How to knit a vest

Vests are my current obsession. I knit both myself and my dad vests last year, and I’ve continued on by completing yet another one so far this year. Plus I have another one on my needles right now! I find the construction of them so satisfying and they go so well with most of my clothes.

A vest is a great alternative to knitting a whole sweater. It is generally a quicker and less daunting project, and requires less yarn and fewer stitches without the sleeves. This makes it an ideal choice if you are looking to complete a project faster or if you are a beginner and find the idea of tackling an entire sweater overwhelming. Additionally, a vest can be a versatile addition to any wardrobe. It is great for layering up in the winter months, but you can also wear it as is, or with a short sleeve underneath in the spring and summer. I find that this time of year is perfect for making and wearing vests. And because it won’t take you months to finish, you can still wear them in the same season that you knit them.


Of course there are always many ways to construct a knit garment, but I will talk about the most typical ways to make a knit vest: with no seams, with seams, top-down and bottom up.

No seams

This is achieved by making one section, then picking up stitches to continue knitting the next section. This should leave you with no lines or edges, just one seamless garment. It usually goes like this: you knit the back, pick up stitches over the shoulders, knit the left and then the right shoulder and join in the round under the arm opening. Then you can continue on in the round until it is the right length.


A vest that is made with seams is knit as two flat panels. So you would make the front panel and then the back panel, each with its own design and shaping. Then you would hand sew the sides of the vest and the tops of the shoulders together to create one piece. This usually leaves you with visible seams on the inside of the vest, but these are not super intrusive from the outside.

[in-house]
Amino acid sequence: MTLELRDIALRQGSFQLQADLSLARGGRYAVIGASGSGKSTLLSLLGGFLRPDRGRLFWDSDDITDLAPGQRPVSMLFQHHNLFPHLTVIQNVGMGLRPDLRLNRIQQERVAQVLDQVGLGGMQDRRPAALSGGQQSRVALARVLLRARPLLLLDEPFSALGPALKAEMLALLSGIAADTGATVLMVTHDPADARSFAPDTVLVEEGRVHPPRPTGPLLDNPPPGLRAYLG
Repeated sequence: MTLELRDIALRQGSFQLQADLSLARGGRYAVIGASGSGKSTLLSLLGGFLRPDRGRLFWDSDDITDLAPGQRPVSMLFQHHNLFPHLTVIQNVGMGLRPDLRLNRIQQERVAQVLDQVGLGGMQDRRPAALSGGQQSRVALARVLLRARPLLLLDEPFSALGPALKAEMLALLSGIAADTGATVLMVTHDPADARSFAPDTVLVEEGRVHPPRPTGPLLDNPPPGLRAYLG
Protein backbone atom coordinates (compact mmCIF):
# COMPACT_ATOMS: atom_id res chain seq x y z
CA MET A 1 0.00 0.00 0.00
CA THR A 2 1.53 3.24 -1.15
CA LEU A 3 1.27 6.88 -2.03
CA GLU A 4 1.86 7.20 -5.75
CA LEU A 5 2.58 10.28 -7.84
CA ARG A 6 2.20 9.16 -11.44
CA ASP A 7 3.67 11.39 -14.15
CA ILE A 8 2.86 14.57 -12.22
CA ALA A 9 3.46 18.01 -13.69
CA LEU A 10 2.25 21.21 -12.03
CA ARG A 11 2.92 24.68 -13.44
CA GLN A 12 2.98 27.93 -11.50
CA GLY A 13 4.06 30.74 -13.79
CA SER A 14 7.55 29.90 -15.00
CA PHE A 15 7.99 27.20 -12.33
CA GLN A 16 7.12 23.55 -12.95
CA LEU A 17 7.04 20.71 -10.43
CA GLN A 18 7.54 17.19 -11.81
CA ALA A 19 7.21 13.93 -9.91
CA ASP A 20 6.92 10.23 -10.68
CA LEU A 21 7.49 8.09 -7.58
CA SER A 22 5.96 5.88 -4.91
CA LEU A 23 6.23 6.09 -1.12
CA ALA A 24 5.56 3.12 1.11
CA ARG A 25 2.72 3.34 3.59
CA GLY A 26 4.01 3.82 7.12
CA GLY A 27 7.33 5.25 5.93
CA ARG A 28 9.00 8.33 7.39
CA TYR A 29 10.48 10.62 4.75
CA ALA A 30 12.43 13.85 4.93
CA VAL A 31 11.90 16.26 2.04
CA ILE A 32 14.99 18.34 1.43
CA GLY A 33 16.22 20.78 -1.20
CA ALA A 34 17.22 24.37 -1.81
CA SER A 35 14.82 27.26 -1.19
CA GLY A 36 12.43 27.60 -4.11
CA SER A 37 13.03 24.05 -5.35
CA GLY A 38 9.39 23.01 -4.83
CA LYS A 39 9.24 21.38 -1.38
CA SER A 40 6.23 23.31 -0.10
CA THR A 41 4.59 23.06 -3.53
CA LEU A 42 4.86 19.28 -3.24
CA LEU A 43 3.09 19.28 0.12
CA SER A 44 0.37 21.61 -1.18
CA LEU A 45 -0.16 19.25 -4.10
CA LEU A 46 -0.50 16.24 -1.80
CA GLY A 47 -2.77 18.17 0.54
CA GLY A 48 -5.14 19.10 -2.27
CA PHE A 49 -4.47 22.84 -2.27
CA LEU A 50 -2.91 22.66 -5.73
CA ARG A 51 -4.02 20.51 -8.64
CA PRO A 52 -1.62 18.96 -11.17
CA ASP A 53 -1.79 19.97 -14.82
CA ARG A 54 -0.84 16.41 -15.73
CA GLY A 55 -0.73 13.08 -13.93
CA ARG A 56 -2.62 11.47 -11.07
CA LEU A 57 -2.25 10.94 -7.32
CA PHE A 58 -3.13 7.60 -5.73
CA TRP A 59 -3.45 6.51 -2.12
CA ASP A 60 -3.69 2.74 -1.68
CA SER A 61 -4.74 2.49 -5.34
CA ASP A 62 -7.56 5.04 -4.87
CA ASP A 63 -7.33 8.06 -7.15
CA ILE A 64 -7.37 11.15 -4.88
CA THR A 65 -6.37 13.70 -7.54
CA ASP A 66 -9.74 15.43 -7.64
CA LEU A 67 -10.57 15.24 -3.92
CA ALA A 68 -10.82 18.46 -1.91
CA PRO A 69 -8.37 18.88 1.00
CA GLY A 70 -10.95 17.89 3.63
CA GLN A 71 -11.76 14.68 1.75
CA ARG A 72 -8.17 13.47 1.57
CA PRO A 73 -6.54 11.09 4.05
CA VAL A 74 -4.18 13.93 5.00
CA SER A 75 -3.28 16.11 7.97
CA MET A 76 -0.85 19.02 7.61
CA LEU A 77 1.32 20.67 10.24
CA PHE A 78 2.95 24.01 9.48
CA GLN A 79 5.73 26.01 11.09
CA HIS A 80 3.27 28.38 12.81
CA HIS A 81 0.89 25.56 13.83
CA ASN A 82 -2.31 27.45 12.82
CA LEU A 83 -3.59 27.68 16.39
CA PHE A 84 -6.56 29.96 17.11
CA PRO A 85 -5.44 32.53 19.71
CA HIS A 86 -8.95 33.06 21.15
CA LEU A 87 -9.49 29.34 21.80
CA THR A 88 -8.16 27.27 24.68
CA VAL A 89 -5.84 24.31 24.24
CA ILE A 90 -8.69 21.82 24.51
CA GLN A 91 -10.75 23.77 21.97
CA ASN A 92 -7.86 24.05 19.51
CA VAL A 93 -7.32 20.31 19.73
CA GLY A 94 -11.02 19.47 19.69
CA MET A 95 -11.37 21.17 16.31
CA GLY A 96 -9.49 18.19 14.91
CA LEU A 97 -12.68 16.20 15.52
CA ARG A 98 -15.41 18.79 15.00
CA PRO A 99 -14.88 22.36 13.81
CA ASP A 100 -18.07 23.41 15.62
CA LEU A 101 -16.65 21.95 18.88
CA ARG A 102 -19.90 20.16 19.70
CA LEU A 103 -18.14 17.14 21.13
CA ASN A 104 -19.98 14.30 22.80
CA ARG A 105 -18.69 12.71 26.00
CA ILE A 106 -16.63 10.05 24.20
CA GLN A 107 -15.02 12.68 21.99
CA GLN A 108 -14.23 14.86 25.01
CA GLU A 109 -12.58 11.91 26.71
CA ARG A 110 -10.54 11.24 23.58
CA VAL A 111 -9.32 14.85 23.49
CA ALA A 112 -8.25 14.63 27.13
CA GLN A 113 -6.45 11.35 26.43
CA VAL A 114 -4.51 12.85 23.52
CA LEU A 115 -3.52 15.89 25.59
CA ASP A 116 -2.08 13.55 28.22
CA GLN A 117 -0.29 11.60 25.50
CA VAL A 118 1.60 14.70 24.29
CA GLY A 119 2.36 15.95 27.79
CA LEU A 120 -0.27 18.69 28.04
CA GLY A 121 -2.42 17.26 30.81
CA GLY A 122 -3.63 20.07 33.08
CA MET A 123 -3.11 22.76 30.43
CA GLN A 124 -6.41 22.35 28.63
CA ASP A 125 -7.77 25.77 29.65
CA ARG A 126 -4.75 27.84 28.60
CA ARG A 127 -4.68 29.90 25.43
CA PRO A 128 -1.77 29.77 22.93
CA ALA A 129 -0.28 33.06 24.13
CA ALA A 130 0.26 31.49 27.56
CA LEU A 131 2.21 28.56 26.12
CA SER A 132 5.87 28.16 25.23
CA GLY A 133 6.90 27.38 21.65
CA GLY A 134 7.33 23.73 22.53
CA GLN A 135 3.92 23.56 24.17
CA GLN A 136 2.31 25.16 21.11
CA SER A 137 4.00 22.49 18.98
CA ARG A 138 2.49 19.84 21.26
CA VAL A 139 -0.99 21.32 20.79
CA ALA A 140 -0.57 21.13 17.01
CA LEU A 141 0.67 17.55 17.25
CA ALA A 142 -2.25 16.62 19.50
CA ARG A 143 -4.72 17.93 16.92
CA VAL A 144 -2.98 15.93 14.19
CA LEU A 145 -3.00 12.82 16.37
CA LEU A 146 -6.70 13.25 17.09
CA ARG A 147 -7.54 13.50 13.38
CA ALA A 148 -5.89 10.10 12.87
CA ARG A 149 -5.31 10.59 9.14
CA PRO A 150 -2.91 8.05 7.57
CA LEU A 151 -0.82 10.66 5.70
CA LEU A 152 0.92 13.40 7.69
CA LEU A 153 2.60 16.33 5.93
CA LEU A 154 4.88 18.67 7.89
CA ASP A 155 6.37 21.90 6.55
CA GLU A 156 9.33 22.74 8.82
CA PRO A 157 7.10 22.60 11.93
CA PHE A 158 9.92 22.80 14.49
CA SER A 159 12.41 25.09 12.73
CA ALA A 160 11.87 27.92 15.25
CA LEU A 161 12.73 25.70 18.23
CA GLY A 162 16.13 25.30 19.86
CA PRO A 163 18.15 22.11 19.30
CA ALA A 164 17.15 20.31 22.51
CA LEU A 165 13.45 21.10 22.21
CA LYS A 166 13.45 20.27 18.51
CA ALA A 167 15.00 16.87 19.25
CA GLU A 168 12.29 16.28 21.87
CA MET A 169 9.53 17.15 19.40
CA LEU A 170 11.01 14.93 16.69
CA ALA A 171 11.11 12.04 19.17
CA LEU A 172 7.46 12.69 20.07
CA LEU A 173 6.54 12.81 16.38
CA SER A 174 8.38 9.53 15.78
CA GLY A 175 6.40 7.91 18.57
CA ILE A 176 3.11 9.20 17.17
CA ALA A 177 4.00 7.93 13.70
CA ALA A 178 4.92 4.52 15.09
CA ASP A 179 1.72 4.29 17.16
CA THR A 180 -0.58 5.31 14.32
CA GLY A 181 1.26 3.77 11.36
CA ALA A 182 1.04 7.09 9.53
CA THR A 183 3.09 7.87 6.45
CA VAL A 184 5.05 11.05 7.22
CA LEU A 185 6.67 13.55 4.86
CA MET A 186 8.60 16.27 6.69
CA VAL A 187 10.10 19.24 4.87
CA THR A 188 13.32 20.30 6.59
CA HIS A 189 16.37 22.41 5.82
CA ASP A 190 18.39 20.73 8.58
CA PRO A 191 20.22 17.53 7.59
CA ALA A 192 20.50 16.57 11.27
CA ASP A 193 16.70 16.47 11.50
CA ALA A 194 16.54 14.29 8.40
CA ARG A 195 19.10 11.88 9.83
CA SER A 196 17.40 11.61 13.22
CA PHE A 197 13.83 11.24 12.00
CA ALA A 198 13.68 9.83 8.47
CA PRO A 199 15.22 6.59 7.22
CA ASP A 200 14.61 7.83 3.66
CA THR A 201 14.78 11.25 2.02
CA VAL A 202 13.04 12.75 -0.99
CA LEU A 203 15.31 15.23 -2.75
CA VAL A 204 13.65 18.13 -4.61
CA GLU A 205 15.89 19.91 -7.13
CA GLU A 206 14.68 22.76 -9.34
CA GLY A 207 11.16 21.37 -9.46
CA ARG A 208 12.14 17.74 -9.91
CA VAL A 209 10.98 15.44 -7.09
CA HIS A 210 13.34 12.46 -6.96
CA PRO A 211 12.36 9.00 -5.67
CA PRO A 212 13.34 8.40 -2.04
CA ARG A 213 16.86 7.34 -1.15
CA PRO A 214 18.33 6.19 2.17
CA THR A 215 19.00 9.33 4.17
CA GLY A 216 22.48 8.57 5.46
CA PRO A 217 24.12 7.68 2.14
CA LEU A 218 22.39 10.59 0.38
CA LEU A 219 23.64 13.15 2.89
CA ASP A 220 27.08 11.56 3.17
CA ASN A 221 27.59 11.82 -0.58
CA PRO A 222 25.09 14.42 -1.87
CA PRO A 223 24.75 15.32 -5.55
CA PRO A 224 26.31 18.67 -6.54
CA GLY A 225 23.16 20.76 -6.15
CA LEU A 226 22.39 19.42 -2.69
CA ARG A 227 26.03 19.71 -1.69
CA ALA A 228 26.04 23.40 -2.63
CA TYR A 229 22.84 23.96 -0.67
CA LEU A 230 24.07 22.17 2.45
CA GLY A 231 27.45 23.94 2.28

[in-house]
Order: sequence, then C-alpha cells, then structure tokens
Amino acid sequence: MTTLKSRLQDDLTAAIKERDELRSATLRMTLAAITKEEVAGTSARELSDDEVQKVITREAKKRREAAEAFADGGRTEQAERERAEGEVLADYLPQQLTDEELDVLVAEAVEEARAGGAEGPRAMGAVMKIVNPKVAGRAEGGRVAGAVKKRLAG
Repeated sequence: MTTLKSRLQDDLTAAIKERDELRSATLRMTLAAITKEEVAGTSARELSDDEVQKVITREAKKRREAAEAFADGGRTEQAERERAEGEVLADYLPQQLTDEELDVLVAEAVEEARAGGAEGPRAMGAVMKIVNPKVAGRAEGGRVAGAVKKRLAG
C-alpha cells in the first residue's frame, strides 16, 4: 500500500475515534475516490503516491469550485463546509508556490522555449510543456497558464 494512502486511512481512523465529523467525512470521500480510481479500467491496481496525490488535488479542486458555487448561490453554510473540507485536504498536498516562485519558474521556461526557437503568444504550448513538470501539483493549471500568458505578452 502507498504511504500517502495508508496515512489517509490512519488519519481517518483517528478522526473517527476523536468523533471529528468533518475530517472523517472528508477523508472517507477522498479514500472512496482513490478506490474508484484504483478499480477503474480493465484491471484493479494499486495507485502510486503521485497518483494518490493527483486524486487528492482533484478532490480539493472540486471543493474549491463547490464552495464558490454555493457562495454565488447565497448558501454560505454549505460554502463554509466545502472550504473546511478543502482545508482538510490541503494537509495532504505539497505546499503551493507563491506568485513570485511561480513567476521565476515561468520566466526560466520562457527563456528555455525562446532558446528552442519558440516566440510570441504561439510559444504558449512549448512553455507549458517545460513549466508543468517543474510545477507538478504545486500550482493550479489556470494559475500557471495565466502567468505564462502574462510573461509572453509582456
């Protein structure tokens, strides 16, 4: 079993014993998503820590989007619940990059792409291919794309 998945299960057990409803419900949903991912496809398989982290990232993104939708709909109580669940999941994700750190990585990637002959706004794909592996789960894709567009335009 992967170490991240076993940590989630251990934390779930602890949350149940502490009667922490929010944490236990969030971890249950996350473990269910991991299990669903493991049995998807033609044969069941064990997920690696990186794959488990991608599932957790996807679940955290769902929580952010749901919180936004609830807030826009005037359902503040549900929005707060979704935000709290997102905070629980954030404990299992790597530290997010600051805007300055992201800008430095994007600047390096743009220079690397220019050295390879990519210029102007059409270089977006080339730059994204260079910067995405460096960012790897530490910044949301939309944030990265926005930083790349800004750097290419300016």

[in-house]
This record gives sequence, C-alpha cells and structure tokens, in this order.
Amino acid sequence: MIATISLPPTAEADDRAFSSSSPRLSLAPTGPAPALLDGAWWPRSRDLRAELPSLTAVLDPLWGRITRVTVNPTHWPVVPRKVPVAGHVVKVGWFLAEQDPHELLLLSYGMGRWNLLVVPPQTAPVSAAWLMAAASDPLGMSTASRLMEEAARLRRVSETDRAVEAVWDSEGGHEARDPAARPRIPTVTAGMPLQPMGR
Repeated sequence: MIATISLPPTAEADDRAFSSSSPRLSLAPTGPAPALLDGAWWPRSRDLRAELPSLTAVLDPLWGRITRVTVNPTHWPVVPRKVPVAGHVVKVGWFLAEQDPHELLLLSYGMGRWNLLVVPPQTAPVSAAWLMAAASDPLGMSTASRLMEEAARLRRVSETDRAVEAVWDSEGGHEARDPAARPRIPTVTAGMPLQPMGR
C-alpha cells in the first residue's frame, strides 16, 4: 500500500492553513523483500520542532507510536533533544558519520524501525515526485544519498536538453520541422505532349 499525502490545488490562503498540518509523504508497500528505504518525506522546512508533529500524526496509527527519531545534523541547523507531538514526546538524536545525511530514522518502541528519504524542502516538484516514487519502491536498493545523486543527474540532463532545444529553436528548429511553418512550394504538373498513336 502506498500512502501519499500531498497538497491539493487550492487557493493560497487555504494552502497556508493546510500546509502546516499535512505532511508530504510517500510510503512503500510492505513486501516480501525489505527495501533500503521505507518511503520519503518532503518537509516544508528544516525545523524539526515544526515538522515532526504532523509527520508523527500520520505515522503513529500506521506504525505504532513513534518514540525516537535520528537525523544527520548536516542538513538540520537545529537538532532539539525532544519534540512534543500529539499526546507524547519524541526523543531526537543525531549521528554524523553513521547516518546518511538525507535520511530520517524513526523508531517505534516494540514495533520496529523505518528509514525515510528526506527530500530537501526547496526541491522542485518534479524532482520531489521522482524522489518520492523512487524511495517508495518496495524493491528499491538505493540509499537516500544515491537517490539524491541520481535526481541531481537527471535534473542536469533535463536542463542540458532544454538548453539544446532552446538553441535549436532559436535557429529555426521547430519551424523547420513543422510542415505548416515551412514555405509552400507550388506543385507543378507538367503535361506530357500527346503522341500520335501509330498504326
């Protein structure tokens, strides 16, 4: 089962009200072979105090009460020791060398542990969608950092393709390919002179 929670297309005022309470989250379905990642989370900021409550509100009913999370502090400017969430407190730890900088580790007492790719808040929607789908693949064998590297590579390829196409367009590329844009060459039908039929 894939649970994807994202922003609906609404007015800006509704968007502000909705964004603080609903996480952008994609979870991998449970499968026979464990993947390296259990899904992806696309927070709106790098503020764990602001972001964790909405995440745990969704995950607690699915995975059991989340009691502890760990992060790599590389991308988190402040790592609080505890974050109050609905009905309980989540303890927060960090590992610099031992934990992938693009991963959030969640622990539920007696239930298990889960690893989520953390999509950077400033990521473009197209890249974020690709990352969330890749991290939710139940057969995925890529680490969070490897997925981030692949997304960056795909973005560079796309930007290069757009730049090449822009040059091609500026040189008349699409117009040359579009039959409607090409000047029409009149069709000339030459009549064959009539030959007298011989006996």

Top down vs. bottom up

Vests as well as sweaters can be knit top down or bottom up. When the construction is top down, it will likely follow the no seams approach that I described above. However a vest can also be knit bottom up. With this method, you cast on the number of stitches for the body, knit up until the underarms, then split the stitches to knit and shape the front and back as two flat sections. Finally you join or seam the stitches at the shoulders.


To give your vest that polished look, you’ll likely have to pick up and knit around the armholes and the neck. It can be tricky to figure out exactly how to neatly pick up each stitch around the edge. Watching videos of other knitters doing this process and lots of practices will help a lot. At the end of the day, taking the time to add these finishing touches will make your vest look extra well put together.

Knit a vest with me

I recently completed the Chunky Jellybean Vest by Strikkerlittmye. I loved the dramatic ribbed armholes on this vest. I also hadn’t knit a project with chunky yarn in a while, and was excited to knit something a bit different. I loved that it was a bottom-up construction. Knitting the body of a top is always the quickest and most fun part for me. It was nice to be able to start with that. Because of the chunky yarn, the vest grew quite quickly. I finished up the shaping at the top, but the star of the show with this vest is the ribbing. The lovely folded rib trims took longer than I expected, but they were worth it in the end.

If you like this pattern, it can be found on our pattern streaming service along with hundreds of other patterns that you can get unlimited access to if you are a subscriber.

Vests are great as a fun project that doesn’t require too much yarn or time. There are different constructions, techniques, and styles to explore, all while creating a versatile and fashionable piece. I encourage you to dive into the world of vest knitting, perhaps starting with the Chunky Jellybean Vest for a satisfying and stylish project. I hope that you enjoy knitting vests as much as I do. With each vest, you’ll not only expand your wardrobe but also your knitting skills. If you have a favorite vest pattern, we’d love to hear about it in the comments, or tag us on Instagram.

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